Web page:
Harmony wine cans photo by Derrick Waller

The U.S. became the world’s largest wine market after surpassing traditional powerhouse France around a decade ago. Despite Americans’ growing affinity for wine, only 1% of U.S. wineries are Black-owned, indicating a significant lack of diversity within the industry.

Among the enterprises making a name for Black representation in winemaking is Harmony Wine, founded by Matt Harmon. The company is based in Charlottesville, Virginia, which is in a region known as the “Napa Valley of the East Coast” due to the abundance of wineries.

Harmon first developed an interest in wine and gastronomy through his father, an avid cook who taught him about which wines to pair with certain foods. The founder’s enthusiasm grew from there.

“After I got into cooking, I started to go to wineries and wine bars, exploring various food-wine pairings,” Harmon says. “I fell in love with the whole process and how the relationship between my favorite foods and wines elevates the dish to a whole new level.”

But he found that his friends didn’t share his passion for wine. They often declined his invites to accompany him on his winery visits because the activity wasn’t seen as cool among those in their age group. Harmon also saw that many young people were hesitant to buy wine due to the misconception that it is something complicated or overly sophisticated.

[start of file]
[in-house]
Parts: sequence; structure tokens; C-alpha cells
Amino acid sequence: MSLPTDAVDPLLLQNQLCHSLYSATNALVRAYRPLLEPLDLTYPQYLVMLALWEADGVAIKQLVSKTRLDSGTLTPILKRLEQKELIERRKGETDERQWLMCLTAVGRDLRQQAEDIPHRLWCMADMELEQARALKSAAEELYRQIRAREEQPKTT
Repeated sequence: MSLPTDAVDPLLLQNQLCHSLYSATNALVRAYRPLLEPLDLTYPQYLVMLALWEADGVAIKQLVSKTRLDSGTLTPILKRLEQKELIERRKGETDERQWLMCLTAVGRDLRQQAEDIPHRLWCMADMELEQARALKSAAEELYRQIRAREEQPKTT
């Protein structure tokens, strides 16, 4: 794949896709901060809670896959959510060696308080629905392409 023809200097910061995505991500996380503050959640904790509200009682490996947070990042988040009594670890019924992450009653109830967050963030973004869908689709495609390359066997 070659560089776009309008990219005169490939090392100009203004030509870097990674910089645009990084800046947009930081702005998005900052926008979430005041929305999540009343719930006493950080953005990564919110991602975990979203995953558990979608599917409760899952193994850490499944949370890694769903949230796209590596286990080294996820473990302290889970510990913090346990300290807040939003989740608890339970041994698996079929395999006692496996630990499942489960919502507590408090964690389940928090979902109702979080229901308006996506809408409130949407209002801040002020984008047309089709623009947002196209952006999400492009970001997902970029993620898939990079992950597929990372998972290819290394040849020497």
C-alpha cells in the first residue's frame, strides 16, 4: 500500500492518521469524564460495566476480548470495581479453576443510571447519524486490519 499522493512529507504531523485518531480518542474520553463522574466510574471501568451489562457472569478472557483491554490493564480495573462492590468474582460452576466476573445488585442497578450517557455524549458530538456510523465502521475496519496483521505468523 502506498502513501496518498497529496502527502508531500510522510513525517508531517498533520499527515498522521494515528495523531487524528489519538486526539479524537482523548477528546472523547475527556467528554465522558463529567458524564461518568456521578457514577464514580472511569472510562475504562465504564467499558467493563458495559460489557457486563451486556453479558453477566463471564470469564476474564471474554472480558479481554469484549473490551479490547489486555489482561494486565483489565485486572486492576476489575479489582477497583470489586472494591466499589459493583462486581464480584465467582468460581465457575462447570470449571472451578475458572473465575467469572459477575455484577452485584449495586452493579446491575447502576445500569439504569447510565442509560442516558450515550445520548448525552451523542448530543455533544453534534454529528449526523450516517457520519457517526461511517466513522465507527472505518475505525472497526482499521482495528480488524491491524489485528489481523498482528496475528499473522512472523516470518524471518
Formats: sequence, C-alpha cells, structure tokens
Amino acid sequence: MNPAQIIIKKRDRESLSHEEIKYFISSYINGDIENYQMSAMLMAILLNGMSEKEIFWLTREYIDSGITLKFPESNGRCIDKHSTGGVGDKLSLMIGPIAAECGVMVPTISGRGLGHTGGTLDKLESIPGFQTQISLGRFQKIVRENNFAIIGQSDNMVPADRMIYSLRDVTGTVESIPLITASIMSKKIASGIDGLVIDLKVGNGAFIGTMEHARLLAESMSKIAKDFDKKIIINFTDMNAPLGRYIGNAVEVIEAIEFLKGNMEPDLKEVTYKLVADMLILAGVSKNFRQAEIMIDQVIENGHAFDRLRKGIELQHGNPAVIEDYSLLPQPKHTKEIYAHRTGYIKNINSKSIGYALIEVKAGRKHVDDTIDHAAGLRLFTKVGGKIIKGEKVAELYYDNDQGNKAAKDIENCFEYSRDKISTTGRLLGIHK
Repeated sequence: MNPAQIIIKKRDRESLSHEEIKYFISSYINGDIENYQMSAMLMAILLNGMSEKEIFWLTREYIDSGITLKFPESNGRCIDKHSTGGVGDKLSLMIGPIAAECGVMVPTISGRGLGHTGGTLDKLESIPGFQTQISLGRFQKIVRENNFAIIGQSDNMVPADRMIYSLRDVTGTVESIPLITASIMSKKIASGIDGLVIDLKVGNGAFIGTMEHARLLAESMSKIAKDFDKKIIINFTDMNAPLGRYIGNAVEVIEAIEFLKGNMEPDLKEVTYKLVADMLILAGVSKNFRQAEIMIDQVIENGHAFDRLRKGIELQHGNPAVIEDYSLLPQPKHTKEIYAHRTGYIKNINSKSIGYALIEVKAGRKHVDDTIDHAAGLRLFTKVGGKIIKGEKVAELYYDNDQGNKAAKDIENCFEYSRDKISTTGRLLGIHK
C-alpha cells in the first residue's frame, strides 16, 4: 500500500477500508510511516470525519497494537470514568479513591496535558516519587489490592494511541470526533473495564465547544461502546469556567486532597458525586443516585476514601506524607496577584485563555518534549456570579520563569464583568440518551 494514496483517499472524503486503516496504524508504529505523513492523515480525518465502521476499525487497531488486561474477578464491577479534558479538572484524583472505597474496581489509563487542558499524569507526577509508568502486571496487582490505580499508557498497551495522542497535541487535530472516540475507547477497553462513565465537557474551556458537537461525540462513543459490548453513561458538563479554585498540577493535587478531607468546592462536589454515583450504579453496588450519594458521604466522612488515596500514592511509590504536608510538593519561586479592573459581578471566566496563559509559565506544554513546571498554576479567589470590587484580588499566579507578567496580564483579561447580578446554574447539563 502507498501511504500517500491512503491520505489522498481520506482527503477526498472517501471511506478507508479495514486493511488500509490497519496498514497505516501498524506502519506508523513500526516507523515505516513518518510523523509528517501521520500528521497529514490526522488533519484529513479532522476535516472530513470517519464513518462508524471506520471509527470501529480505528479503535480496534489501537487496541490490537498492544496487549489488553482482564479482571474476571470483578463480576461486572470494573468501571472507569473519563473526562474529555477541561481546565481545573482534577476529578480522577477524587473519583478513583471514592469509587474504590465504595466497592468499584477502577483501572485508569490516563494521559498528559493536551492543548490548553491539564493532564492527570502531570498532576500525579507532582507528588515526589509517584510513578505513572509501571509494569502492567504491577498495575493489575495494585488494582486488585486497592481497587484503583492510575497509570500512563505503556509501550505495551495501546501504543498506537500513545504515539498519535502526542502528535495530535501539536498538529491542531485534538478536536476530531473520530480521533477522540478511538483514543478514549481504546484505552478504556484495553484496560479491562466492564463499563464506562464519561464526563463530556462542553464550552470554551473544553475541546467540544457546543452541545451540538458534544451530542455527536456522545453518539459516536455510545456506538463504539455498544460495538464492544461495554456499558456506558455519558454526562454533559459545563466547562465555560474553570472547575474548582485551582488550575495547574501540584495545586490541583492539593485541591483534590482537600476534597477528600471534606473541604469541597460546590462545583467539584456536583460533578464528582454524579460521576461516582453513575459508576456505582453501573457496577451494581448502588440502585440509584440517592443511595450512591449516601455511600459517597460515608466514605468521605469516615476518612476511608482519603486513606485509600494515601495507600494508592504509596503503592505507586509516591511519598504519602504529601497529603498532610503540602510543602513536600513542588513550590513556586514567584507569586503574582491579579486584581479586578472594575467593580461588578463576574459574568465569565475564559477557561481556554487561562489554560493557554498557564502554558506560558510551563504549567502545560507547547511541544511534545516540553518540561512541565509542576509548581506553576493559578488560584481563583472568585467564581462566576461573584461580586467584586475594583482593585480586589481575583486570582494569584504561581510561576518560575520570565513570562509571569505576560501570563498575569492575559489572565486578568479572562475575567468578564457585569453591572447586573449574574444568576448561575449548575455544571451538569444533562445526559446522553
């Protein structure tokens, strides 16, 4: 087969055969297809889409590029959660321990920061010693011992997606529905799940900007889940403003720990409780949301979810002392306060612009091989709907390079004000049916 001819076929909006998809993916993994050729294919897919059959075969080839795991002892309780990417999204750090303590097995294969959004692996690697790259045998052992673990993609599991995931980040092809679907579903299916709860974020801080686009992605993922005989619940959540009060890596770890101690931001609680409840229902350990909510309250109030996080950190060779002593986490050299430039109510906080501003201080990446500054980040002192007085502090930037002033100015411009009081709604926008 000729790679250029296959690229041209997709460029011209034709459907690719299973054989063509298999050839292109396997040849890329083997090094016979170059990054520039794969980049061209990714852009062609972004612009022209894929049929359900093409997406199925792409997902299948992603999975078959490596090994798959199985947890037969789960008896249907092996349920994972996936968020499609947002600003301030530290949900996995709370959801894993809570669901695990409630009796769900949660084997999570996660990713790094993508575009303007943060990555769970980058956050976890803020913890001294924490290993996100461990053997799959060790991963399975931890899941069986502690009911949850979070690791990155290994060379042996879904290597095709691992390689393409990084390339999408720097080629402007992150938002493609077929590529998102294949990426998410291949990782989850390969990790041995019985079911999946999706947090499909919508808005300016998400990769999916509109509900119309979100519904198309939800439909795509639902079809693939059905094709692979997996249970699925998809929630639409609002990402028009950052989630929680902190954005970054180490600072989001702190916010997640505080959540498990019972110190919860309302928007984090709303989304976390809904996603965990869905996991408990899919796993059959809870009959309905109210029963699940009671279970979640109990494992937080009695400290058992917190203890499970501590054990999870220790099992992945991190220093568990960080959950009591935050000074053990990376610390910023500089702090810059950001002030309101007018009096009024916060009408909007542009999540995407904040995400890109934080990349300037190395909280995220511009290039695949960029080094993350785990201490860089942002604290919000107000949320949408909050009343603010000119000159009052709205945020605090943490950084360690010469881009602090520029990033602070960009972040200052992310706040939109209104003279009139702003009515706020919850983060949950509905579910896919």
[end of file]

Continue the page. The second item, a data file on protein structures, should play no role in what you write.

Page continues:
This inspired the founder to make wine more approachable for a younger demographic, thus leading to Harmony Wine’s introduction of two new canned products: White Blend and French Rosé.

The White Blend features a mix of two white wines—Rkatsiteli and Viognier from Virginia, which combine to offer a crisp refreshing taste of mineral and tropical notes with an acidic finish. Harmon recommends pairing it with shrimp tacos, ceviche, carbonara or white pizza with ricotta cheese and sausage.

The French Rosé is a Provence Cabernet wine with a slight acidic taste, notes of apricot, strawberry and raspberry and a smooth finish. Harmon says the wine pairs well with fish tacos, a white pasta or a light chicken dish.

Both products come in four-can packs of 8.6 oz. (250 ml) each, with shipping available in 39 states.

Besides appealing to younger consumers, Harmon’s move to introduce canned wines has benefited his business in other ways. People can now enjoy his wines at places where glass bottles are typically not allowed, such as beaches, golf courses, pools and spas. Additionally, global supply chain issues caused a shortage of glass bottles, making cans a wonderful packaging alternative for Harmony Wine.

According to Harmon, the response to his canned wines has been positive, even among older age groups, thanks to the flexibility these products bring. Many of his customers like drinking one glass at a time—either as a toast or with a meal—and people generally don’t want to open an entire bottle of wine unless they can finish it within the same day. Also, offering wine in a can makes it easier for customers to sample the product, preventing them from wasting a bottle if they find that it’s not to their preference.

“I want more people to know that they can enjoy wine any way they want it,” Harmon says.

APG

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